That I agree. I been following since inception. Within those years I able break it down 3 "eras" in the league. To me there was the start (96-97), formula of survival (98-2002), and enter the defectors (2003-2007). I consider this year as start of another "era" which I will call "unify"

#15 McGuire

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Posted 25 April 2008 - 20:28

Originally posted by Locai

And JPM's Indy win was incredible. He was in a completely different class that day.


No disrespect to JPM whatsoever but that was the car. Juan was mainly along for the ride that day. Like he said, his grandma could drive the car. To his credit, he never put a wheel wrong for 500 miles and his out laps on cold tires were phenomenal. (Part of his edge in Champ Car, which he gave up when he went to F1.)

I've always thought the heroes of that win were crew chief Steve Gough, engine builder Doug Peterson of Comptech, team manager Andy Graves -- and the Champ Car pit crew for the pit stops, which were flawless. And Chip himself for setting up the program the way he did. One team, one race, total focus, no distractions. It was that rare thing at the Speedway, a perfect race car all day. At Indy you spend all month making everything perfect for race day and some little something invariably goes wrong.

Contrary to popular belief, JPM did not have the quickest car. Greg Ray was quicker early, but had a bad pit stop and then crashed trying to get back to the front. Late in the race Buddy Lazier repeatedly set fastest lap, finally setting fast lap on 198. But he had fallen back earlier, got bottled up in traffic and had to play catch-up.

#16 Bumper

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Posted 25 April 2008 - 20:36

Originally posted by McGuire
No disrespect to JPM whatsoever but that was the car.



Originally posted by McGuire
Contrary to popular belief, JPM did not have the quickest car.


Ehhh......

So the driver would have made all the difference. JPM did an outstanding job, whereas other drivers, as you mentioned, had a chance but messed it up.

#17 FLB

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Posted 25 April 2008 - 20:53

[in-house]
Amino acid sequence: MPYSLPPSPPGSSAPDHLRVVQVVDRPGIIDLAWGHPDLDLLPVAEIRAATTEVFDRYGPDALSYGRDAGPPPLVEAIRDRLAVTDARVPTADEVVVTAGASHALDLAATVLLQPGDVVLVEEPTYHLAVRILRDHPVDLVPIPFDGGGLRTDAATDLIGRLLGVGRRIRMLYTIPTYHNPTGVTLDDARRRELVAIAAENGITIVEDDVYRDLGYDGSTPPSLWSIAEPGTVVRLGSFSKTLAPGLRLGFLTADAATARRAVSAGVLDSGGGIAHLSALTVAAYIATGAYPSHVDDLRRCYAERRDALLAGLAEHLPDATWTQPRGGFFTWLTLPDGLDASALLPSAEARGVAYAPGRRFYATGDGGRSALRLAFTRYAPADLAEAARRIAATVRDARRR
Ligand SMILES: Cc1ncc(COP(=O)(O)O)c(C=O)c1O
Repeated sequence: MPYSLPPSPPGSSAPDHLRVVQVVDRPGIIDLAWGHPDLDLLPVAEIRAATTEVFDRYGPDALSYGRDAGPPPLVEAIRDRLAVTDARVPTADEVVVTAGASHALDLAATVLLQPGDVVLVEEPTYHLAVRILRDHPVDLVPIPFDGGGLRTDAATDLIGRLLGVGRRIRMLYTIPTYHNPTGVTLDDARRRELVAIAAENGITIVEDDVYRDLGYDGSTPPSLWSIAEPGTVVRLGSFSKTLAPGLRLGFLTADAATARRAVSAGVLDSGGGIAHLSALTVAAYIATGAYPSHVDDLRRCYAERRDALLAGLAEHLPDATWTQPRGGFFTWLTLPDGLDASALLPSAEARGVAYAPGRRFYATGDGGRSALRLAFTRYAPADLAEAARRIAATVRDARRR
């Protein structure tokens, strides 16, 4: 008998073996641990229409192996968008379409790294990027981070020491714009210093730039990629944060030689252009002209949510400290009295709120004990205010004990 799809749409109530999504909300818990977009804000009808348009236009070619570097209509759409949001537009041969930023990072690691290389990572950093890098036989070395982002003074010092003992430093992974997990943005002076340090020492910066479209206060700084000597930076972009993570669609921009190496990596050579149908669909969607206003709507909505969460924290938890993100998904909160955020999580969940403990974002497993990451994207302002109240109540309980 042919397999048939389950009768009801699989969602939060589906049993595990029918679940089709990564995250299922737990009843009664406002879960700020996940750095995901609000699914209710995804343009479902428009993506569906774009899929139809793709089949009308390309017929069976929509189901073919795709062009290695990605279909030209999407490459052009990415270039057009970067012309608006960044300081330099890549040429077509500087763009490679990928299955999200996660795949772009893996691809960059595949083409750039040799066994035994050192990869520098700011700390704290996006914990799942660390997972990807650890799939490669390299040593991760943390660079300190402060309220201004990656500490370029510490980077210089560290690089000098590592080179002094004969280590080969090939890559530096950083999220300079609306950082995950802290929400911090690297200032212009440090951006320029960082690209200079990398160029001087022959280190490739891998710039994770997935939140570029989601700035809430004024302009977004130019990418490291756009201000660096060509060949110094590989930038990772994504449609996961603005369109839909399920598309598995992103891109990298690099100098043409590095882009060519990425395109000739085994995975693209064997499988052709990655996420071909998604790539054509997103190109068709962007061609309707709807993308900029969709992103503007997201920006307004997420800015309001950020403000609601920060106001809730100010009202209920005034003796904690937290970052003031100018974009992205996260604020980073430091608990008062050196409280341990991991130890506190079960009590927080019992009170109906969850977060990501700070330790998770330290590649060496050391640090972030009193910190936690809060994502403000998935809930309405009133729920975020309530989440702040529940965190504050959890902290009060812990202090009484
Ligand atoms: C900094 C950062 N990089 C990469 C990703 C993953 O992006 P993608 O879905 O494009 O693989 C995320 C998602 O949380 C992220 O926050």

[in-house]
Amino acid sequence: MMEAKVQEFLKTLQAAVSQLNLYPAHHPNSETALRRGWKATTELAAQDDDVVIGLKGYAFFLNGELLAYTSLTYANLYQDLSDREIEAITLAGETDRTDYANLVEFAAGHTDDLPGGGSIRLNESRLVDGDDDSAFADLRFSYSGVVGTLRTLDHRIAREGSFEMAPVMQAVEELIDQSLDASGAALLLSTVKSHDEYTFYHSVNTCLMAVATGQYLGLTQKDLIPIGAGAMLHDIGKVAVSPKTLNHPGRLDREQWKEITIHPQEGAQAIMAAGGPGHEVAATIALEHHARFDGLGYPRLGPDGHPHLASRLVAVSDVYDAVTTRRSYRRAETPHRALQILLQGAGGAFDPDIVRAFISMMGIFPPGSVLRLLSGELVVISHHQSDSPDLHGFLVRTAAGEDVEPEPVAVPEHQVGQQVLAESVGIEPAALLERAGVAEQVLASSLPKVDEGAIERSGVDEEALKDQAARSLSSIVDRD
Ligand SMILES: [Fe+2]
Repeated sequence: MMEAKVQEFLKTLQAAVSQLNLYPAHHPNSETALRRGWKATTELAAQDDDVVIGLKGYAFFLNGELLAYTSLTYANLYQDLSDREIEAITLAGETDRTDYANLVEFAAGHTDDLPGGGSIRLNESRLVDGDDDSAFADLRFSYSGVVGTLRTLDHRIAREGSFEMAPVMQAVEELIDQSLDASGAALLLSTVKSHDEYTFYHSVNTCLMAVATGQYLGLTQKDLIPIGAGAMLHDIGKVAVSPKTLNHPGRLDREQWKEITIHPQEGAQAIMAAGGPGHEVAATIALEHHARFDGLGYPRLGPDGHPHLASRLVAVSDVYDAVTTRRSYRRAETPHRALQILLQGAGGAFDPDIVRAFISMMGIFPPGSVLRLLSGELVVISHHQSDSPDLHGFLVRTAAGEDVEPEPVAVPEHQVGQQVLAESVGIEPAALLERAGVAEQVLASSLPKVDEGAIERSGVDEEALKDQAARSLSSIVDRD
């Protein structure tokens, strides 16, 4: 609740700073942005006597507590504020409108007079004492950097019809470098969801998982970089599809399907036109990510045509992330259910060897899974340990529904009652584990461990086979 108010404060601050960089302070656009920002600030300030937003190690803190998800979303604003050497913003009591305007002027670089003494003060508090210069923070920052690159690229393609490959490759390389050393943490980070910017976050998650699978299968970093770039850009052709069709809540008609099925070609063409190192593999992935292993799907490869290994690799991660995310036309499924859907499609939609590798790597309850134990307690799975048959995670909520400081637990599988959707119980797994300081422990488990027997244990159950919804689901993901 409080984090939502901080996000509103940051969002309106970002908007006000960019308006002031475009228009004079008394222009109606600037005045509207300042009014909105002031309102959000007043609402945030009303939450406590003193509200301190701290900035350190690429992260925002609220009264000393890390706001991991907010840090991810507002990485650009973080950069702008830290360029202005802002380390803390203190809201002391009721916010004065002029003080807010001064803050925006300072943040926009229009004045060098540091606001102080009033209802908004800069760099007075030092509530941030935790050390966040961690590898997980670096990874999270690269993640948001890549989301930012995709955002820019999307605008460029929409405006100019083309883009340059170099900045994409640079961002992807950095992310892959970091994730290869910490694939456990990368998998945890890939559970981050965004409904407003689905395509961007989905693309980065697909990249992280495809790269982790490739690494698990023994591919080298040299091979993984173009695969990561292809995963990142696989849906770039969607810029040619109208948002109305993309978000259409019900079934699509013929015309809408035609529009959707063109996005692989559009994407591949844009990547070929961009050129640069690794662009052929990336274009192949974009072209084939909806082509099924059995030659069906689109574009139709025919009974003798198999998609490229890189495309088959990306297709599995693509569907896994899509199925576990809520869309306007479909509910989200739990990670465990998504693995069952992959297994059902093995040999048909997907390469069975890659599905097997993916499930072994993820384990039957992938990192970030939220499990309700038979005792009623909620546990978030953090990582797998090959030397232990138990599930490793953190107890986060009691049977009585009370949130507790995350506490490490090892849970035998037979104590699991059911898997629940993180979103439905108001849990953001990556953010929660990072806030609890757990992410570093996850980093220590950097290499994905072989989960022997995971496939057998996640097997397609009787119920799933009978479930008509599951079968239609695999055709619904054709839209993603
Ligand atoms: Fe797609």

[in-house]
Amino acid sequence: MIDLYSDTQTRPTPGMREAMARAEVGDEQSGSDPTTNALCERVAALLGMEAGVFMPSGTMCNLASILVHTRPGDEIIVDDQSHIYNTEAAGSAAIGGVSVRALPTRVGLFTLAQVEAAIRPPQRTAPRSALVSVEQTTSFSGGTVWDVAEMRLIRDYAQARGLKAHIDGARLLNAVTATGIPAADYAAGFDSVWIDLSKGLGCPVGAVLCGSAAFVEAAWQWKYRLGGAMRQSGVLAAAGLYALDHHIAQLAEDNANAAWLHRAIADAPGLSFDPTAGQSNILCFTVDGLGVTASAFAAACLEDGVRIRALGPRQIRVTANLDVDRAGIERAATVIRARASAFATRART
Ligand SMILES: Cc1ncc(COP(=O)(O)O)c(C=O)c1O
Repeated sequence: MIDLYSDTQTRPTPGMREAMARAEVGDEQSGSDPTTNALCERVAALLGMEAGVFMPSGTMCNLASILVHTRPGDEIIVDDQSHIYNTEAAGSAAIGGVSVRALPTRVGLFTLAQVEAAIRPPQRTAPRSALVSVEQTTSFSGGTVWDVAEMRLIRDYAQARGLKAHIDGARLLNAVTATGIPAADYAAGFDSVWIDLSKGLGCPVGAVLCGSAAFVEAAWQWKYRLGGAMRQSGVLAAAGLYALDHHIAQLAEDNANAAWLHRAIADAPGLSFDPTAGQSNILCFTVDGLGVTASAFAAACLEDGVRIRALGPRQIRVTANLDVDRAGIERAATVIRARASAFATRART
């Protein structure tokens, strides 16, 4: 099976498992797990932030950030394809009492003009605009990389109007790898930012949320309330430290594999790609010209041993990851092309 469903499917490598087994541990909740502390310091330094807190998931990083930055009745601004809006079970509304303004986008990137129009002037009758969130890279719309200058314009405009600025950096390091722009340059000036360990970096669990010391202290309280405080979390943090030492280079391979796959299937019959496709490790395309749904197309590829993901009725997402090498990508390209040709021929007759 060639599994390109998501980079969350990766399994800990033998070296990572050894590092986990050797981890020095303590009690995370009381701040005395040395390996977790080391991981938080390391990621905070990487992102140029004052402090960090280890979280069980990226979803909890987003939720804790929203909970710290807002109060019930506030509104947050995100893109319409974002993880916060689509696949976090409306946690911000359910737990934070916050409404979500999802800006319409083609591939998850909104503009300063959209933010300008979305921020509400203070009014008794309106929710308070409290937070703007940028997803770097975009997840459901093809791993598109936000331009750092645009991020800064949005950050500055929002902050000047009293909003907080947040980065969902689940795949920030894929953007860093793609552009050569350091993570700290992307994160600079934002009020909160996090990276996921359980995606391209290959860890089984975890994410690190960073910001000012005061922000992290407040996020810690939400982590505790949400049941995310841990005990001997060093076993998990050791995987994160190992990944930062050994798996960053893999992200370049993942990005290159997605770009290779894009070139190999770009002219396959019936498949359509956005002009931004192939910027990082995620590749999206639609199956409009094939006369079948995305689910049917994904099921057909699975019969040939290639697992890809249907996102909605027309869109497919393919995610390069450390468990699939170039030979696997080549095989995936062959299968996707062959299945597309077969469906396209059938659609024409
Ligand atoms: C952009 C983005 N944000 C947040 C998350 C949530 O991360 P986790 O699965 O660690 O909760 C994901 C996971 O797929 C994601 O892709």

Originally posted by Bumper




Ehhh......

So the driver would have made all the difference. JPM did an outstanding job, whereas other drivers, as you mentioned, had a chance but messed it up.

Buddy Lazier was the only one who was even remotely close to Montoya that day.

#18 mapguy

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Posted 25 April 2008 - 20:55

Definately #1 is the 2002 Indy 500 winner, Paul Tracy.

#19 McGuire

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Posted 25 April 2008 - 21:01

Originally posted by mapguy
Definately #1 is the 2002 Indy 500 winner, Paul Tracy.


Sock puppet alert.

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#20 Bumper

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Posted 25 April 2008 - 21:04

Originally posted by mapguy
Definately #1 is the 2002 Indy 500 winner, Paul Tracy.


The Indy499 you mean ;)

After that race, and TG's decision, PT swore he would never set foot there again and drive 'one of those crapwagons'.

And here he is, years later, chatting to TG on the phone, making enquiries. Funny how times have changed.

I really hope he gets a competitive ride, he's not done yet :up:

#21 FLB

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Posted 25 April 2008 - 21:06

Not only that, but likely driving for TG's team as well! :eek:

#22 mapguy

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Posted 25 April 2008 - 21:09

McGuireB. How is your Toyota? (Speaking of puppets.)

PT did win that race. Video evidence show that he did. Now it is locked up in the IMS basement never to be seen again. Why did FTG allow the appeal and then say that the decision is cannot be appealed? He knew he was busted. And Barry Green was $10 mil richer.

#23 Bumper

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Posted 25 April 2008 - 21:09

Originally posted by FLB
Not only that, but likely driving for TG's team as well! :eek:


Yeah, the ultimate irony.

.....or desperate times for PT, the guy must have *really* gritted his teeth.

#24 Bob Riebe

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Posted 26 April 2008 - 03:46

Originally posted by BMW_F1
the thread should be best IRL drivers who never raced in CART/CHAMP..
Out of these only two stick out Stewart and Hornish. Everyone else has been overshadowed by the Brazilians, Montoya and everyone else that crossed over.